I’ve spent a lot of time with puppies. My family has always had dogs. Those dogs had several litters when I was a kid. In college a good friend of mine got a puppy and we shared custody for the first six months of her life. My sister had a Great Dane before she was done with college. My brother and his wife have a hound/heeler mix. The six months before I moved to Iowa, I lived at home and helped raise my mom and dad’s Australian Shepherd.
Since then, however, I’ve had a lot less to do with dogs. There are dogs around the barn, of course, and they are excellent for petting and saying hello to. We’ve house/puppy sat for friends a few times over the years. There was also the time a stray Border Collie wandered into our yard and we almost kept her.
While I love the house we live in, I’ve always thought it wouldn’t be great for a dog. I also always thought we’d only be in this house for a few years. But I’m starting to discover decisions you make in your mid-twenties about where you go and what you do have a way of becoming more permanent than you necessarily intended. Whether or not it’s what I would have picked given limitless options, Brian and I live in Iowa City for now. He has an excellent job. My business is thriving. We have enough leisure and resources to work with quite a few horses while still building our retirement and savings. While I want to move back west, the reality is we’d be walking away from a great life into a total unknown. Considering how many of our peers are un/under employed or neck-deep in debt, chucking it all and starting over feels reckless, to say the least.
Brian and I are both highly rational, highly analytical people. We don’t jump into big decisions. We don’t do anything without exhaustively weighing pros and cons. While this serves us well in many ways, sometimes it can lead to a sort of decision-paralysis when things are good. We’ve both wanted a dog for a long time, but there were always a lot of really good reasons getting a puppy wouldn’t be ideal. So whenever we’ve talked about a dog for the last many years, we’ve tended to end the conversation with, “No yet.”
Until this weekend, that is.
It’s puppy seasons, of course. Ranch dog litters have been popping up all over the horse sites I visit on a regular basis. On Friday after a trip to the barn I was scrolling down a Facebook horse page and there were just puppies everywhere. I said to Brian, “Wow. We could get a Blue Heeler, Red Heeler, German Shepherd, or Australian Shepherd. All from litters nearby. Your pick.”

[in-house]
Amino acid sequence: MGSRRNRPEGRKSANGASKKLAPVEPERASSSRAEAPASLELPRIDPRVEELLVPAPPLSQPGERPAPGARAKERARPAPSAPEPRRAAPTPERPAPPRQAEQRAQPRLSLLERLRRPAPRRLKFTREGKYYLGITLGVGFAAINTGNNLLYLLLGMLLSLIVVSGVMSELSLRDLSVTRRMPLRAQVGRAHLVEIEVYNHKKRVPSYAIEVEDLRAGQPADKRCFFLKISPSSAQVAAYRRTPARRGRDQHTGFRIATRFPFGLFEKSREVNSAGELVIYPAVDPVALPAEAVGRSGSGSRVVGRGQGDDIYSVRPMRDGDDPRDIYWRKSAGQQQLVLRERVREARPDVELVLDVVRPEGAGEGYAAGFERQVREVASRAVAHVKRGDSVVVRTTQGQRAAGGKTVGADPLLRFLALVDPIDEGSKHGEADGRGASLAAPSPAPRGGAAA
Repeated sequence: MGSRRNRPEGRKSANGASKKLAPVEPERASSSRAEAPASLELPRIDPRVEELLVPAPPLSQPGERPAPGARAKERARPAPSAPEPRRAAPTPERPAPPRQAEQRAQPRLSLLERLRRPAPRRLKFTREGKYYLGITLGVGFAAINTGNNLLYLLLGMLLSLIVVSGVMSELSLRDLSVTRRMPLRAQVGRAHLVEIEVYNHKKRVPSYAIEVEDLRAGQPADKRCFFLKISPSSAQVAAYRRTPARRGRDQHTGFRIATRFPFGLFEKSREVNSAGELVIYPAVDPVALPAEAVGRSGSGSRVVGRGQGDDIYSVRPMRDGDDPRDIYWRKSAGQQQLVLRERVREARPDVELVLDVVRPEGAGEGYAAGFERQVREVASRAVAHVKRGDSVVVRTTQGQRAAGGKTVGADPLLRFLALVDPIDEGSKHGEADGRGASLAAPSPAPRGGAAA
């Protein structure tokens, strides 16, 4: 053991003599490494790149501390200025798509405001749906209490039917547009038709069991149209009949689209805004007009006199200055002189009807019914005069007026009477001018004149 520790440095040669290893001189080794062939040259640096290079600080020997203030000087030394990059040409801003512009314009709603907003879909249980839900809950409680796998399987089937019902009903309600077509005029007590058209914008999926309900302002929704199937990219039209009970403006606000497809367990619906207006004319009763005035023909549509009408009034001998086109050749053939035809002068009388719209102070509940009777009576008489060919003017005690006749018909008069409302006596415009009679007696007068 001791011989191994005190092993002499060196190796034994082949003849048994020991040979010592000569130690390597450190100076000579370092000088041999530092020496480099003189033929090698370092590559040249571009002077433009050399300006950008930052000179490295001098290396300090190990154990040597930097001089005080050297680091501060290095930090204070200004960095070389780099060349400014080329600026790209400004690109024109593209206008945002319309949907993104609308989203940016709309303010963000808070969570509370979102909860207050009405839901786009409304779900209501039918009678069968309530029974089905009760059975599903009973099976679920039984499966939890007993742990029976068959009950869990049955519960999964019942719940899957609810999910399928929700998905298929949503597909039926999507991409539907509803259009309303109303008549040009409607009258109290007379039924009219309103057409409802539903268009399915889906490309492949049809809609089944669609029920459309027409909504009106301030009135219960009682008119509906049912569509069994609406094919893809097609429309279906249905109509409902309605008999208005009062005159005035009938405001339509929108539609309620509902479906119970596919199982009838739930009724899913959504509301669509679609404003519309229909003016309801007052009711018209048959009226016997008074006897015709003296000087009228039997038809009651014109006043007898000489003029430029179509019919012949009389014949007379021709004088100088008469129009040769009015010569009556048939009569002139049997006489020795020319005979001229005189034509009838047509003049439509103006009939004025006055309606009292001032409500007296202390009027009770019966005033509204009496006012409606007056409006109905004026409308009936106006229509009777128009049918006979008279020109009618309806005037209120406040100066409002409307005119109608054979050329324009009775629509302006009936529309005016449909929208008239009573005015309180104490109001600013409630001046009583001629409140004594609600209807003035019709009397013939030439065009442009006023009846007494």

I was mostly joking. But lo and behold, by Saturday evening, we had a dog.
Part of the decision came from how Brian perked up when I showed him the Aussie pups. Part of it came from me realizing there will always be a reason not to get a dog. Part of it came from the reality that I struggle not to sit at my desk too much, since my job is 100% sedentary, and I also spend vast amounts of time alone. I’m a highly introverted, extremely independent person, but in the last couple years I’ve learned even I can reach the end of my capacity for solitude.
Whatever our motivation for getting her, suddenly we have a puppy. Her name is Esti. She’s an eight week old tricolor Australian Shepherd. She’s not from the litter I saw on Facebook. She’s from a different one Brian found north of Des Moines. There were six pups still available when we contacted the breeder. We were able to drive over, spend an hour playing with the pups and getting to know their different temperaments, and pick the one we wanted. We also got to meet the parents.
Esti’s dad is gregarious and friendly. He comes from a well known show dog line. Her mother is focused and shy but also very sweet. She comes from a line of scrappy working cattle dogs from Oklahoma. While we wanted a stock dog and will hopefully someday have working dogs with real jobs, the reality is this one’s going to be more of a pet. Esti seems like a blend of her parents, emotionally, mentally, and physically. So this seemed like a good cross for us. We intend to dabble with teaching her things related to herding and working with livestock, but we don’t really know what we’re doing and will have limited opportunity for any actual work since we don’t currently have anything but a medium-sized yard full of squirrels. So it doesn’t really matter if she’s super gifted with instinct or not. Her real job is going to be hanging out with me in my office while I build websites, and taking me for walks a couple times a day.
So far, we’re very happy with our pick. Esti is adorable and sweet and perceptive and already very locked on to us as her family. Though I’ve spent a lot of time with dogs, this is the first time I’ve ever had my own. Two days in, it’s already a bit difficult to imagine going back.